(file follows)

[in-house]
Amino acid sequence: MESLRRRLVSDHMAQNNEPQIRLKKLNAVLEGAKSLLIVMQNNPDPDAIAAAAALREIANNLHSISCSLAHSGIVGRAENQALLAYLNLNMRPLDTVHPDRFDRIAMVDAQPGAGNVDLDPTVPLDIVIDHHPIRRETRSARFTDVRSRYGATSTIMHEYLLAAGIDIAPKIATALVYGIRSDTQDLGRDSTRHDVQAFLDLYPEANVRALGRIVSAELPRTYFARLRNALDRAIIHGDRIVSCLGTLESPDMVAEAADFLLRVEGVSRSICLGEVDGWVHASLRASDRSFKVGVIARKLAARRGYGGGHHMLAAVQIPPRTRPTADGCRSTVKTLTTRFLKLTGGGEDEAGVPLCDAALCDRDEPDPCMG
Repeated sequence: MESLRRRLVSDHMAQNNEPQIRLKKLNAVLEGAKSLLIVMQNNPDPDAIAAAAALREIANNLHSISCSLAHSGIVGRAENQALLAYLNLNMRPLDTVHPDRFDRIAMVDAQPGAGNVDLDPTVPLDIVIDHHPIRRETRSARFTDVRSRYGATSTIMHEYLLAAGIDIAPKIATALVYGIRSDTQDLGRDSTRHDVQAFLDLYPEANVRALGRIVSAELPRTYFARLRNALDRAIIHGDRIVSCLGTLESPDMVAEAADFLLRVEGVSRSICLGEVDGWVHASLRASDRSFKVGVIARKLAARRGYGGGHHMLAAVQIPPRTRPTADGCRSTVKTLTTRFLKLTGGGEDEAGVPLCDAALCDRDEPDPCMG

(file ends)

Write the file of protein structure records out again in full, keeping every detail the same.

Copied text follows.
[in-house]
Amino acid sequence: MESLRRRLVSDHMAQNNEPQIRLKKLNAVLEGAKSLLIVMQNNPDPDAIAAAAALREIANNLHSISCSLAHSGIVGRAENQALLAYLNLNMRPLDTVHPDRFDRIAMVDAQPGAGNVDLDPTVPLDIVIDHHPIRRETRSARFTDVRSRYGATSTIMHEYLLAAGIDIAPKIATALVYGIRSDTQDLGRDSTRHDVQAFLDLYPEANVRALGRIVSAELPRTYFARLRNALDRAIIHGDRIVSCLGTLESPDMVAEAADFLLRVEGVSRSICLGEVDGWVHASLRASDRSFKVGVIARKLAARRGYGGGHHMLAAVQIPPRTRPTADGCRSTVKTLTTRFLKLTGGGEDEAGVPLCDAALCDRDEPDPCMG
Repeated sequence: MESLRRRLVSDHMAQNNEPQIRLKKLNAVLEGAKSLLIVMQNNPDPDAIAAAAALREIANNLHSISCSLAHSGIVGRAENQALLAYLNLNMRPLDTVHPDRFDRIAMVDAQPGAGNVDLDPTVPLDIVIDHHPIRRETRSARFTDVRSRYGATSTIMHEYLLAAGIDIAPKIATALVYGIRSDTQDLGRDSTRHDVQAFLDLYPEANVRALGRIVSAELPRTYFARLRNALDRAIIHGDRIVSCLGTLESPDMVAEAADFLLRVEGVSRSICLGEVDGWVHASLRASDRSFKVGVIARKLAARRGYGGGHHMLAAVQIPPRTRPTADGCRSTVKTLTTRFLKLTGGGEDEAGVPLCDAALCDRDEPDPCMG